A yellow farmhouse just northwest of St. John is the home of Loyd Ratts. He’s been a farmer at heart since the day he was born, and proven it decades over.

Ratts was born just five miles south of his yellow farmhouse in1915. He celebrated his 103rd birthday last Feb. 18, surrounded by his eight children and numerous grand and great-grandchildren. Photographs of his family line the interior walls of his home, along with farming memorabilia, all reminders of his long life.

A life of farming

Ratts got his first experience with farm work when he was just four years old. His father hitched a wagon loaded with wheat to two horses and sent Ratts to town. The elder figured he’d load another wagon and catch up to his son, but he was wrong. Ratts beat him to town.

His father brought the family’s first tractor home when Ratts was 10, and just two years later in 1927, he was doing the same work as hired hands. During that time, Ratts’ aunt Elizabeth owned the St. John farm, but that same year she had a stroke. Her husband left, and Ratts’ mother took care of his aunt and her son.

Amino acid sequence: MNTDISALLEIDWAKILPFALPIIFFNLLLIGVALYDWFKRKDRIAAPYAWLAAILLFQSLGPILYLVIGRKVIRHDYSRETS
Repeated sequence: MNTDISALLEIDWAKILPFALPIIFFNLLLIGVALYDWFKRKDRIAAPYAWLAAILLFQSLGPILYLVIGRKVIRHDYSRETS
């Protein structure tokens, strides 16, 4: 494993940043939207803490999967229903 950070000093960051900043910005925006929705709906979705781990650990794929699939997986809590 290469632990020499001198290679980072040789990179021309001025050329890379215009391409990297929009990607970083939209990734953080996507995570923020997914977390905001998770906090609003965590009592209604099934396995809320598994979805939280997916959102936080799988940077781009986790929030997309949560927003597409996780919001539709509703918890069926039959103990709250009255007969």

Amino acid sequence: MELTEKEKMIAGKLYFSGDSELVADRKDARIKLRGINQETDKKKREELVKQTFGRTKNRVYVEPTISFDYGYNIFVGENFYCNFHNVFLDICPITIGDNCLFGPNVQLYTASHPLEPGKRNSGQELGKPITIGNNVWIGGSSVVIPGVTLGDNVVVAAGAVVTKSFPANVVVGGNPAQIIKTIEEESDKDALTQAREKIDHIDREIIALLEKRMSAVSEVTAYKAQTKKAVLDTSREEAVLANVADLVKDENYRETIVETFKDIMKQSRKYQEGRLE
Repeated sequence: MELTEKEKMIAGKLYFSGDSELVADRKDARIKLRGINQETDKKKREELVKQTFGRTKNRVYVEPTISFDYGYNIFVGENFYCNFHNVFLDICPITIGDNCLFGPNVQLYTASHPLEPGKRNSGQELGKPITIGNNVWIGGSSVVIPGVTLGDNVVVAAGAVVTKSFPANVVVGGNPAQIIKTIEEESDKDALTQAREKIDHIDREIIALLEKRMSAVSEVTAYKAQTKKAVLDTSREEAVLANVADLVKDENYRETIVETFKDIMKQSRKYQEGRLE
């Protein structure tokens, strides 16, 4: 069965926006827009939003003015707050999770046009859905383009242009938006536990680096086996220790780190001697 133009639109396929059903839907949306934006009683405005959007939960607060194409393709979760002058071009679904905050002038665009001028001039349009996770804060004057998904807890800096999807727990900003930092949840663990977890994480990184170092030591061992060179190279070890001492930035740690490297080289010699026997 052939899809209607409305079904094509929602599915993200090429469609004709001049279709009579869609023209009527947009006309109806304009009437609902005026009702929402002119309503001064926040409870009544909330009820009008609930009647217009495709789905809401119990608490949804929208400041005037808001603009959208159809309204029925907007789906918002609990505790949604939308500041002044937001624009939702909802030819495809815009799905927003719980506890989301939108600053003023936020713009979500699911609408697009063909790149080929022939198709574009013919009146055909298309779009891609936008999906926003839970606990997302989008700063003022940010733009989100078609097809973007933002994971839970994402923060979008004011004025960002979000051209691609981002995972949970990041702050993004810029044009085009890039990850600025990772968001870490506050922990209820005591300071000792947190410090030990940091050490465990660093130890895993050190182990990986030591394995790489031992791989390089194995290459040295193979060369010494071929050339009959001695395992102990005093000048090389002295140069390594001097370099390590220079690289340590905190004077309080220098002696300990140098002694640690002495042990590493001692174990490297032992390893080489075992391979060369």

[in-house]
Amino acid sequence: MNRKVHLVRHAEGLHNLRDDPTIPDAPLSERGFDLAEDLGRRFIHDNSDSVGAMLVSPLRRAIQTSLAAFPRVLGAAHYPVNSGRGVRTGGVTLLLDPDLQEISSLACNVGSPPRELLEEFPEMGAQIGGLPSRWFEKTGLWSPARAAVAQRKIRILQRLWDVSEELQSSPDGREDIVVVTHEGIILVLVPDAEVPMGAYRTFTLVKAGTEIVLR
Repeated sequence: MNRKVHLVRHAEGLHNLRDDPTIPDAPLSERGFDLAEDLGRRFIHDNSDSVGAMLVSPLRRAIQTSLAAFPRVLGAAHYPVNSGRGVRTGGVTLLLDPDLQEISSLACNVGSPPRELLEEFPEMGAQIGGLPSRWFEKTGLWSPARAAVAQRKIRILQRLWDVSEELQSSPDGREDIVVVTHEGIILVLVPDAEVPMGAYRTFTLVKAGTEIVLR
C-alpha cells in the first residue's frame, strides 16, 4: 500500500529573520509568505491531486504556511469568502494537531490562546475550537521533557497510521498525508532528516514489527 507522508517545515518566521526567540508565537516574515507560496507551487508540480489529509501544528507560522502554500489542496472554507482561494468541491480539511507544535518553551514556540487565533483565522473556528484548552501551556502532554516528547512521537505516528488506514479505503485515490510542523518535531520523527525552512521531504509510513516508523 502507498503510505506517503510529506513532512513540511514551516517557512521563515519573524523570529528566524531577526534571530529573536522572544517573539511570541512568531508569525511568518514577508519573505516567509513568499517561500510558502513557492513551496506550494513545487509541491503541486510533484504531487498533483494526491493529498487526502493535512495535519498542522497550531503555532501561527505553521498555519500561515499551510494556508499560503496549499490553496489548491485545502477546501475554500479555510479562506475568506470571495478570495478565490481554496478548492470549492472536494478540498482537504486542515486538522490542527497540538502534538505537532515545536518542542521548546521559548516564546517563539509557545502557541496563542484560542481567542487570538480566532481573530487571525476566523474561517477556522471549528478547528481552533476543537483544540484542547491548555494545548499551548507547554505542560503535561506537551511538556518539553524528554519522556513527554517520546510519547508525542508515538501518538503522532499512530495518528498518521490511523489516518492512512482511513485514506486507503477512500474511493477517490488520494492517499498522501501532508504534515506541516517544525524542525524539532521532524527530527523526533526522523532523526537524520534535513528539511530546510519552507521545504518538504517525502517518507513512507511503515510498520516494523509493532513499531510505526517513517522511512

Aunt Elizabeth died in 1929, leaving the St. John farm -- which had been mortgaged by Elizabeth’s husband -- to Ratts’ parents.

“In 1911, my father homesteaded 160 acres in Kearny County, 85 miles from here, straight west,” Ratts said. “My parents mortgaged the Kearny County farm to keep the St. John farm after aunt Elizabeth died, so everything they owned was mortgaged.”

Then October 1929 came. Ratts said he’s never been depressed a day in his life, but he lived -- and farmed -- through the Great Depression.

“When the Depression hit, we started farming the Kearny farm to save the mortgages,” Ratts said.

Ratts and his father would drive the 85 miles west -- pulling their tractor with a Ford Model T -- to farm the ground in the dark and the dust. The two mounted a generator to the tractor when they got there, and pulled a headlight bulb from the Model T so they could see.